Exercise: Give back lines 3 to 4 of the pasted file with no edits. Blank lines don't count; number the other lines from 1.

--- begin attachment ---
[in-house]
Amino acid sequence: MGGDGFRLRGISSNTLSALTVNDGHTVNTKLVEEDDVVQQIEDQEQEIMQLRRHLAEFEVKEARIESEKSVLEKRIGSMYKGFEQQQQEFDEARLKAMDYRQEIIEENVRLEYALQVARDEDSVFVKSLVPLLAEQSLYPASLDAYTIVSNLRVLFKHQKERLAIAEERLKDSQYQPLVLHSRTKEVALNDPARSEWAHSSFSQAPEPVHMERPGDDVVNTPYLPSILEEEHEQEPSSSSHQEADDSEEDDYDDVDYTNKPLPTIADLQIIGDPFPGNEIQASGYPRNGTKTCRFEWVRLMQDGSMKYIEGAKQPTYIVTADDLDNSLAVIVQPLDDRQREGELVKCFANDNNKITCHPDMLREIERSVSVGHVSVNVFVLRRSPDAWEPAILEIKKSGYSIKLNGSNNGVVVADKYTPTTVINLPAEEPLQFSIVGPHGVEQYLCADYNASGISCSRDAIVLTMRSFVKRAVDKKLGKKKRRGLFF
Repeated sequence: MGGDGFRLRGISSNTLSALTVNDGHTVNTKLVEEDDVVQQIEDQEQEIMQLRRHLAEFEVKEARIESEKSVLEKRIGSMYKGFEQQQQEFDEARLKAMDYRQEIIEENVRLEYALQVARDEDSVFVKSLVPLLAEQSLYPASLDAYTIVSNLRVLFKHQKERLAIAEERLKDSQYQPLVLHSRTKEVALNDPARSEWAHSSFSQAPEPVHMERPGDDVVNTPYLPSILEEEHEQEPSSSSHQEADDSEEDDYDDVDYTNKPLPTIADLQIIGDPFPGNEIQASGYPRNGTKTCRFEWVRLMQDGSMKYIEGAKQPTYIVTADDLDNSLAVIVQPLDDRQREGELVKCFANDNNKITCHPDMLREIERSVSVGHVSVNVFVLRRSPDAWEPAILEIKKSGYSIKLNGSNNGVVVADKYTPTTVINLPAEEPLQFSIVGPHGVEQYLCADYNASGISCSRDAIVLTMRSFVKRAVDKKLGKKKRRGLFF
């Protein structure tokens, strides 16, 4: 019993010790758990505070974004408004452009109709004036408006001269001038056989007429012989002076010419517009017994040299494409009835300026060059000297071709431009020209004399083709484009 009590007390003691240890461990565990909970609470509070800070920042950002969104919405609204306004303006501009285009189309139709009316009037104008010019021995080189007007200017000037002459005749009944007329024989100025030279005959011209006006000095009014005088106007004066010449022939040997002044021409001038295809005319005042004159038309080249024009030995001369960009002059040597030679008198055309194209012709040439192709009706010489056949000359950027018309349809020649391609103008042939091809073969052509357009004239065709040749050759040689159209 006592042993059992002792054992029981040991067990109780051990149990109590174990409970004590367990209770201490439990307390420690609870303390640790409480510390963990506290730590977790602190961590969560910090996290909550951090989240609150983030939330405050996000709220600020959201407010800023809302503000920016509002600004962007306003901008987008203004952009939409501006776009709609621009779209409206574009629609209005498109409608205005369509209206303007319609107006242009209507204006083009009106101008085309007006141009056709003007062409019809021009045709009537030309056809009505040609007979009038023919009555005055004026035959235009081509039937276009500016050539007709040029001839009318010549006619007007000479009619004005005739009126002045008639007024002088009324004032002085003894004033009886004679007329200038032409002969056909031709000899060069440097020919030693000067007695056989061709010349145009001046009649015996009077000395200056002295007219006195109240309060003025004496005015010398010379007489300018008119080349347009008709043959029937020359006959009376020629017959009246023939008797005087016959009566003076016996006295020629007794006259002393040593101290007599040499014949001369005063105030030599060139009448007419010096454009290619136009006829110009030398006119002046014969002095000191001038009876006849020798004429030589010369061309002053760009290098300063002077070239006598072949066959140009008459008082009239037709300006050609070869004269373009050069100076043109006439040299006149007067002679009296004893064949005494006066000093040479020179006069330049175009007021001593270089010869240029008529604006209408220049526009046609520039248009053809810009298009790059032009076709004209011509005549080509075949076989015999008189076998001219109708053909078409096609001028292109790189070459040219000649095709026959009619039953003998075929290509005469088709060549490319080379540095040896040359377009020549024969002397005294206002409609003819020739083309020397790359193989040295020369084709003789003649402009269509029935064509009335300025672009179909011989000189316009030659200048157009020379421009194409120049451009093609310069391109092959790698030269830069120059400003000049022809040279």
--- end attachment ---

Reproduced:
Repeated sequence: MGGDGFRLRGISSNTLSALTVNDGHTVNTKLVEEDDVVQQIEDQEQEIMQLRRHLAEFEVKEARIESEKSVLEKRIGSMYKGFEQQQQEFDEARLKAMDYRQEIIEENVRLEYALQVARDEDSVFVKSLVPLLAEQSLYPASLDAYTIVSNLRVLFKHQKERLAIAEERLKDSQYQPLVLHSRTKEVALNDPARSEWAHSSFSQAPEPVHMERPGDDVVNTPYLPSILEEEHEQEPSSSSHQEADDSEEDDYDDVDYTNKPLPTIADLQIIGDPFPGNEIQASGYPRNGTKTCRFEWVRLMQDGSMKYIEGAKQPTYIVTADDLDNSLAVIVQPLDDRQREGELVKCFANDNNKITCHPDMLREIERSVSVGHVSVNVFVLRRSPDAWEPAILEIKKSGYSIKLNGSNNGVVVADKYTPTTVINLPAEEPLQFSIVGPHGVEQYLCADYNASGISCSRDAIVLTMRSFVKRAVDKKLGKKKRRGLFF
């Protein structure tokens, strides 16, 4: 019993010790758990505070974004408004452009109709004036408006001269001038056989007429012989002076010419517009017994040299494409009835300026060059000297071709431009020209004399083709484009 009590007390003691240890461990565990909970609470509070800070920042950002969104919405609204306004303006501009285009189309139709009316009037104008010019021995080189007007200017000037002459005749009944007329024989100025030279005959011209006006000095009014005088106007004066010449022939040997002044021409001038295809005319005042004159038309080249024009030995001369960009002059040597030679008198055309194209012709040439192709009706010489056949000359950027018309349809020649391609103008042939091809073969052509357009004239065709040749050759040689159209 006592042993059992002792054992029981040991067990109780051990149990109590174990409970004590367990209770201490439990307390420690609870303390640790409480510390963990506290730590977790602190961590969560910090996290909550951090989240609150983030939330405050996000709220600020959201407010800023809302503000920016509002600004962007306003901008987008203004952009939409501006776009709609621009779209409206574009629609209005498109409608205005369509209206303007319609107006242009209507204006083009009106101008085309007006141009056709003007062409019809021009045709009537030309056809009505040609007979009038023919009555005055004026035959235009081509039937276009500016050539007709040029001839009318010549006619007007000479009619004005005739009126002045008639007024002088009324004032002085003894004033009886004679007329200038032409002969056909031709000899060069440097020919030693000067007695056989061709010349145009001046009649015996009077000395200056002295007219006195109240309060003025004496005015010398010379007489300018008119080349347009008709043959029937020359006959009376020629017959009246023939008797005087016959009566003076016996006295020629007794006259002393040593101290007599040499014949001369005063105030030599060139009448007419010096454009290619136009006829110009030398006119002046014969002095000191001038009876006849020798004429030589010369061309002053760009290098300063002077070239006598072949066959140009008459008082009239037709300006050609070869004269373009050069100076043109006439040299006149007067002679009296004893064949005494006066000093040479020179006069330049175009007021001593270089010869240029008529604006209408220049526009046609520039248009053809810009298009790059032009076709004209011509005549080509075949076989015999008189076998001219109708053909078409096609001028292109790189070459040219000649095709026959009619039953003998075929290509005469088709060549490319080379540095040896040359377009020549024969002397005294206002409609003819020739083309020397790359193989040295020369084709003789003649402009269509029935064509009335300025672009179909011989000189316009030659200048157009020379421009194409120049451009093609310069391109092959790698030269830069120059400003000049022809040279």